Sunday Parkways: Just a slice of alternative history.
Sometime in the 1920s, the American auto industry worked very hard and very consciously to achieve a great victory: they successfully associated their product with freedom.
A machine that had been developed to power farm implements and long-distance travel became a way for the wealthy, and gradually for the less wealthy, to zoom and roar right through the middle of cities.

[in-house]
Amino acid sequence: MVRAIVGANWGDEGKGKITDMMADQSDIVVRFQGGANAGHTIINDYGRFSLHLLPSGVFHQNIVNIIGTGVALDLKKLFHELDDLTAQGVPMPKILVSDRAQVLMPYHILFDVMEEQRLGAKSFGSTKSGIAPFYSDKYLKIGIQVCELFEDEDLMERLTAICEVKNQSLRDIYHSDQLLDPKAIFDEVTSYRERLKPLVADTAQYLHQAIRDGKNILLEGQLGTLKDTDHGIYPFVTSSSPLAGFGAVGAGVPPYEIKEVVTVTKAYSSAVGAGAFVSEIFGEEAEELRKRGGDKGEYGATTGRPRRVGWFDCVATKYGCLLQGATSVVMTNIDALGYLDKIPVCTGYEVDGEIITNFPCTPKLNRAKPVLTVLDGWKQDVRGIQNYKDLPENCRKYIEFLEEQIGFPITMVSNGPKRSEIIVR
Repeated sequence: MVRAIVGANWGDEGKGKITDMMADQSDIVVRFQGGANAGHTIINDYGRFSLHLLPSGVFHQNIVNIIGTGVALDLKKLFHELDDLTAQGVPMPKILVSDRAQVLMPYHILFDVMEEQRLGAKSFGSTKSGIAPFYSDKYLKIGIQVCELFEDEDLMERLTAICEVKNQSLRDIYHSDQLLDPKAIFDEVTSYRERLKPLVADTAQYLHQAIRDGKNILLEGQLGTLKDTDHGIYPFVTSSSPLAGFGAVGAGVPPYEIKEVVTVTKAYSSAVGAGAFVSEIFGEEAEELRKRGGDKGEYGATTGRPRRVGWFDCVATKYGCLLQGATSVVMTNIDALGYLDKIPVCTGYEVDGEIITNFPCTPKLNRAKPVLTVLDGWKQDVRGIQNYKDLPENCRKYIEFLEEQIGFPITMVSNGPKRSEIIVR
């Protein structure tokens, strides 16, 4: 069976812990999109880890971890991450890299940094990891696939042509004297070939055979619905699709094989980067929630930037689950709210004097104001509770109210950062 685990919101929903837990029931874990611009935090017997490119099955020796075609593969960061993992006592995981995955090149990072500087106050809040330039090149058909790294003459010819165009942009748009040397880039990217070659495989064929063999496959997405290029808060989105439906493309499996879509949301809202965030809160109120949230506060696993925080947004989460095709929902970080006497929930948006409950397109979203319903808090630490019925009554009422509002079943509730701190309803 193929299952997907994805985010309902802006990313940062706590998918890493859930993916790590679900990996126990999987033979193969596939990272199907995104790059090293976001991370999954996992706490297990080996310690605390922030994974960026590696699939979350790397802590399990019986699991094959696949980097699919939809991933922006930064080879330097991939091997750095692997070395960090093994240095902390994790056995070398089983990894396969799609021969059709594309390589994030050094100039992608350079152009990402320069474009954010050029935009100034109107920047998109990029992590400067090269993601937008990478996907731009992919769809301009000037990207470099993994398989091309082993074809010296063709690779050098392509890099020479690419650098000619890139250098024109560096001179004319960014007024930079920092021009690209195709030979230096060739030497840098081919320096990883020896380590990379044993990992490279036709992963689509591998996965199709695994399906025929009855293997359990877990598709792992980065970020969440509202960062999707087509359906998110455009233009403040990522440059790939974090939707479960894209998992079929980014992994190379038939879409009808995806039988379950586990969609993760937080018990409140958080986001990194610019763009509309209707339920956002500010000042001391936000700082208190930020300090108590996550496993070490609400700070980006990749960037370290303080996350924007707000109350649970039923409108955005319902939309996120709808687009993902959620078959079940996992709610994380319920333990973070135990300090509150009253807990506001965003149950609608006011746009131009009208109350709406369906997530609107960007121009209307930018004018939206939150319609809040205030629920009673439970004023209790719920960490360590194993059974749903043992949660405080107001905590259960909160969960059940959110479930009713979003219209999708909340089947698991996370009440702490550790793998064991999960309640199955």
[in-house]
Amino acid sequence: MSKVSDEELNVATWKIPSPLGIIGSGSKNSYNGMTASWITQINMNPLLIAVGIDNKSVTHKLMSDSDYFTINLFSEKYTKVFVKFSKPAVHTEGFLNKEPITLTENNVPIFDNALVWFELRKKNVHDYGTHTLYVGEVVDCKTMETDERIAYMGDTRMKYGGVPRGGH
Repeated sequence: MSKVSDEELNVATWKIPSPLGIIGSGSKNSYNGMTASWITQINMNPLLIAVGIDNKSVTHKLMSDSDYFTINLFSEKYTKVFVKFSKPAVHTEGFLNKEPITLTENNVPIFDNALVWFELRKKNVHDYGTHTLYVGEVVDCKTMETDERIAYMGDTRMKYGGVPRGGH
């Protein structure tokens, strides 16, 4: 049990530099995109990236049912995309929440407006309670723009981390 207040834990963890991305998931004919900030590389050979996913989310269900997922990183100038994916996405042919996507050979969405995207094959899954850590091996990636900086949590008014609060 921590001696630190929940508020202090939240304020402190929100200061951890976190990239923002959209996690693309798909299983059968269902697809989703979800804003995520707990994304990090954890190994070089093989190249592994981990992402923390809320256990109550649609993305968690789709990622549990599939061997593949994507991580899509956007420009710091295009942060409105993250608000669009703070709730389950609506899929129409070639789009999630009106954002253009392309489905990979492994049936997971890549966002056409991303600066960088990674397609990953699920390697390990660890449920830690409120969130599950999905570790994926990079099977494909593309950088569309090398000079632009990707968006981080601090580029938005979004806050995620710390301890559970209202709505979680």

As documented by history professor Peter Norton’s 2008 book Fighting Traffic (and many links over the years in BikePortland’s Monday Roundup), many Americans — maybe most of them — didn’t see this as a blow in favor of freedom; just the opposite. They saw it as a takeover of city streets. Even in a world where many more people died of disease and violence than they do today, the public was shocked by the notion that a person’s freedom to zoom down a street could be more important than a child’s freedom to play in it.